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Larry Phillips doesn’t necessarily want to kill the Legislature’s periodic examinations of state agencies, but he would like to give the government’s reviewers a taste of their own medicine.

That medicine can be fatal — at least in theory. Agencies that don’t get a legislative pass after a review by the Sunset Advisory Commission automatically go out of business.

That nearly never happens, but the commission itself could be an interesting target. Phillips, a Republican state representative from Sherman, filed legislation forcing a review last year, but it didn’t get any traction. He says he’ll be back for more in 2017, hoping to interrupt the swarm of lobbyists and lawmakers who have fouled up what was supposed to be an exercise in good government.

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“I’m all for sunset,” Phillips said Tuesday. “But you’ve built up quite an industry around those [bills].”

And if you pair Phillips’ idea with House Speaker Joe Strausrecent criticism of the sunset process, you might have the makings of change.

“It makes me question whether or not it still serves a useful purpose,” Straus said of the Sunset process. “So, let’s give it a try, to try to refocus and instill some discipline, and see how we do.”

By some measures, the work of the Sunset Commission is stellar. Around three-fourths of its recommendations are accepted by lawmakers, for instance. It keeps the executive branch of government on its toes, in some ways, with most of the agencies undergoing reviews every 12 years.

They have to play along because of the sudden-death rule built into the sunset reviews: Unless an agency wins legislative approval for more time, it goes out of business.

That’s a rare result, to be sure. In fact, in the case of some big agencies — the ones that regulate oil and gas, education, and transportation are prominent examples — extensions are common. Agencies like those are attractive subjects for legislators and lobbyists alike, and their reviews become vehicles for other legislation.

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Read MoreAnalysis: Texas Legislative Review Process Needs a Review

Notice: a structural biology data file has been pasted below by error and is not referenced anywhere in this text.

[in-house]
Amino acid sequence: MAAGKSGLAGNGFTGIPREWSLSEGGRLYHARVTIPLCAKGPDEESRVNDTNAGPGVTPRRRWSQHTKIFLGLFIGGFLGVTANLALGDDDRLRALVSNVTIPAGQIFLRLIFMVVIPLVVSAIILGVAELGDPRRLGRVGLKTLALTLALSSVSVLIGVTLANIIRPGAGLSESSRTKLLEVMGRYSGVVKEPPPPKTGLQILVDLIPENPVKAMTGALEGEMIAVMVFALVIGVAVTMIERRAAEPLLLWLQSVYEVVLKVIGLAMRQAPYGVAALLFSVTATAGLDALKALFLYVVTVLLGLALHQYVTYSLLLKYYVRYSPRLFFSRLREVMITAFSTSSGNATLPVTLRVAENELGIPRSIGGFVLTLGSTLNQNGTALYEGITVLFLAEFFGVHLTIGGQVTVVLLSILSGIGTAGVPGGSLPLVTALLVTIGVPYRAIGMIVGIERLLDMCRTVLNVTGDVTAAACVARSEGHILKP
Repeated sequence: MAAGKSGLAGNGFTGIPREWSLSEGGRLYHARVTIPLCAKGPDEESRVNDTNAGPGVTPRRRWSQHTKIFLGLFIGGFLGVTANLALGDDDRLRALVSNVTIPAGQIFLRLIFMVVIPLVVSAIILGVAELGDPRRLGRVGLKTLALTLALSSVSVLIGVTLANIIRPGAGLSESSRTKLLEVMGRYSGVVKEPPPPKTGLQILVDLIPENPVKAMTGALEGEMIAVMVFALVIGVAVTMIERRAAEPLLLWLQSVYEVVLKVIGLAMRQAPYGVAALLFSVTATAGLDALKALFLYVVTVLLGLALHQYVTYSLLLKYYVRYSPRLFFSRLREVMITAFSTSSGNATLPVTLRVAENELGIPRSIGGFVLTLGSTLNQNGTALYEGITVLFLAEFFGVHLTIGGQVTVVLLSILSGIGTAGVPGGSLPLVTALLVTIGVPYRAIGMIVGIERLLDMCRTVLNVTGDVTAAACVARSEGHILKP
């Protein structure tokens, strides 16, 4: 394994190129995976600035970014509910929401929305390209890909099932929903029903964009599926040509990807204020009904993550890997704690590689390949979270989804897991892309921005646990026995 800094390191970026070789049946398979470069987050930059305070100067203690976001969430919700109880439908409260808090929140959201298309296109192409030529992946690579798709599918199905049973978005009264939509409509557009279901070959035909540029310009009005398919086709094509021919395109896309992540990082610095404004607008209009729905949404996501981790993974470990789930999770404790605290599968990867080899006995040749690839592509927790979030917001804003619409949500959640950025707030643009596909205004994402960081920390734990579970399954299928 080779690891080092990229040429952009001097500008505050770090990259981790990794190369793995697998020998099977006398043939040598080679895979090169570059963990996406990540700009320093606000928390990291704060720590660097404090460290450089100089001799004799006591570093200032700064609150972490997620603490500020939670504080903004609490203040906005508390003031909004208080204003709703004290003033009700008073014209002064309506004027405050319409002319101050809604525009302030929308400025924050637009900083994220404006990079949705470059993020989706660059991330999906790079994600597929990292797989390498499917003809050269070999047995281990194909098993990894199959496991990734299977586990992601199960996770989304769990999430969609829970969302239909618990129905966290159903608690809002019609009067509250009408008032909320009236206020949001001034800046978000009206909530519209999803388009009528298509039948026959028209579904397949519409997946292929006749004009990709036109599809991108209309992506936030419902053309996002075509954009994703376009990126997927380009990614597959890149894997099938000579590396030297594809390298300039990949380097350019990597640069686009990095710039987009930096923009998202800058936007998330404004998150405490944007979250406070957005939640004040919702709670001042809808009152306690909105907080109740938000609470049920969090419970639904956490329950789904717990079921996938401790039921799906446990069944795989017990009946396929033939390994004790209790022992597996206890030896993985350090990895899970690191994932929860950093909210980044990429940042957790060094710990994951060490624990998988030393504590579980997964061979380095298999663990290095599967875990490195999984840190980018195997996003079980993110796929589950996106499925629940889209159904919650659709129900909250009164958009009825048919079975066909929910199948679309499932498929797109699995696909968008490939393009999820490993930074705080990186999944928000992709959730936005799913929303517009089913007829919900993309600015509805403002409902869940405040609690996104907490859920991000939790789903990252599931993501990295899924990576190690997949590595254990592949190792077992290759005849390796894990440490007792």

Everyone with a cockamamie idea about transportation — or even a good idea — tries to hitch a ride on the sunset review of the Texas Department of Transportation. That’s the agency that builds roads, among other things. The last time it was on stage, it attracted amendments that would have allowed local option gasoline taxes and regulated the use of red-light cameras by law enforcement.

Sunset reviews generate thick reports and legislation. They recommend everything from efficiencies in operations to enhanced or diminished duties for the agencies in question. And they open the door to any related — or sometimes, semi-related — proposals.

This year, the commission is reviewing a couple of dozen state agencies that included what a lawyer might call attractive nuisances — the kinds of subject areas most tempting to legislators and interest groups. The list includes two perennially sticky treats, in TxDOT and the Railroad Commission. The first is a target for everyone from vendors to legislators who want particular work done in their districts, the second a regulator often caught in the gravitational pull of the oil and gas industry it regulates.

Their most recent reviews haven’t gone well. Transportation was up in 2009 and again in 2011. It survived because lawmakers agreed to come back and try again after full review legislation failed. Railroad was up in 2011 and again in 2013. It, too, was caught in the legislative crossfire and will be back on stage in 2017.

They’re not alone: Four river authorities are on the line, along with 14 medical industry regulators, a couple of agencies that regulate lawyers and the State Board of Veterinary Medical Examiners.

Some of those will sail through; don’t forget that oft-cited 75 percent success rate. But others are in for a fight.

Straus has already said he wants to try to limit the lawmaker/lobby urge to meddle with the bills and take them to places their authors never intended to go.

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Phillips plans to be ready with his plan to put legislators, a couple of state agency executives and perhaps the lieutenant governor and the speaker on a temporary panel that would review the commission itself and recommend whether it should remain as it is now, be remodeled or torn down.

If that goes through, it would mean another report and a new piece of legislation, this time on the sunset process itself.

Wonder what legislators and lobbyists could attach to that one.